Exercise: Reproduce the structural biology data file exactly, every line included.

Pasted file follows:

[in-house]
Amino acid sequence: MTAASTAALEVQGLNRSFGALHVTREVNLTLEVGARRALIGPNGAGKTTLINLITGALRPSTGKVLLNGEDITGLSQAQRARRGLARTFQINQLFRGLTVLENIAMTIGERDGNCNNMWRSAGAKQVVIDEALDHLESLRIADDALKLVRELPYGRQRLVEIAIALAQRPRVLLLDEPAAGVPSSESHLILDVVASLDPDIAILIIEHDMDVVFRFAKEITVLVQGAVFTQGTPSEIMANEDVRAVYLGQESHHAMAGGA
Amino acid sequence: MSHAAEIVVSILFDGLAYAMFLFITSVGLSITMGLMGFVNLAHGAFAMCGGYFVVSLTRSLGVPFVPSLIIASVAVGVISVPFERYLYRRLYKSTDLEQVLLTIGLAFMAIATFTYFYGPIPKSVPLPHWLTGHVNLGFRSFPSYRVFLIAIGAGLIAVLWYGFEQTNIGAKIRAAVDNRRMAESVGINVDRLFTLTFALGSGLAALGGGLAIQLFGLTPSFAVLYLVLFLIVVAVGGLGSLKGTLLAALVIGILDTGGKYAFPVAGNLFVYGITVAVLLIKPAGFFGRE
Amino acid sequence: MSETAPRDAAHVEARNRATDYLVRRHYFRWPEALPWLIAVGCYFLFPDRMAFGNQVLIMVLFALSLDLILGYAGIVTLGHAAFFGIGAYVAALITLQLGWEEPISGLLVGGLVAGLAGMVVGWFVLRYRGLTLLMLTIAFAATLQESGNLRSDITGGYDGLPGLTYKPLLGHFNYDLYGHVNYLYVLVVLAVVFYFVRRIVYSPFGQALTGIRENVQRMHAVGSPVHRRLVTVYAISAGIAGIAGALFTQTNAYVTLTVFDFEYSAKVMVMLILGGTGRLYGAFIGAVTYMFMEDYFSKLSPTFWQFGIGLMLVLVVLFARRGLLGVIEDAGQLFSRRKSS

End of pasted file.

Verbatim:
[in-house]
Amino acid sequence: MTAASTAALEVQGLNRSFGALHVTREVNLTLEVGARRALIGPNGAGKTTLINLITGALRPSTGKVLLNGEDITGLSQAQRARRGLARTFQINQLFRGLTVLENIAMTIGERDGNCNNMWRSAGAKQVVIDEALDHLESLRIADDALKLVRELPYGRQRLVEIAIALAQRPRVLLLDEPAAGVPSSESHLILDVVASLDPDIAILIIEHDMDVVFRFAKEITVLVQGAVFTQGTPSEIMANEDVRAVYLGQESHHAMAGGA
Amino acid sequence: MSHAAEIVVSILFDGLAYAMFLFITSVGLSITMGLMGFVNLAHGAFAMCGGYFVVSLTRSLGVPFVPSLIIASVAVGVISVPFERYLYRRLYKSTDLEQVLLTIGLAFMAIATFTYFYGPIPKSVPLPHWLTGHVNLGFRSFPSYRVFLIAIGAGLIAVLWYGFEQTNIGAKIRAAVDNRRMAESVGINVDRLFTLTFALGSGLAALGGGLAIQLFGLTPSFAVLYLVLFLIVVAVGGLGSLKGTLLAALVIGILDTGGKYAFPVAGNLFVYGITVAVLLIKPAGFFGRE
Amino acid sequence: MSETAPRDAAHVEARNRATDYLVRRHYFRWPEALPWLIAVGCYFLFPDRMAFGNQVLIMVLFALSLDLILGYAGIVTLGHAAFFGIGAYVAALITLQLGWEEPISGLLVGGLVAGLAGMVVGWFVLRYRGLTLLMLTIAFAATLQESGNLRSDITGGYDGLPGLTYKPLLGHFNYDLYGHVNYLYVLVVLAVVFYFVRRIVYSPFGQALTGIRENVQRMHAVGSPVHRRLVTVYAISAGIAGIAGALFTQTNAYVTLTVFDFEYSAKVMVMLILGGTGRLYGAFIGAVTYMFMEDYFSKLSPTFWQFGIGLMLVLVVLFARRGLLGVIEDAGQLFSRRKSS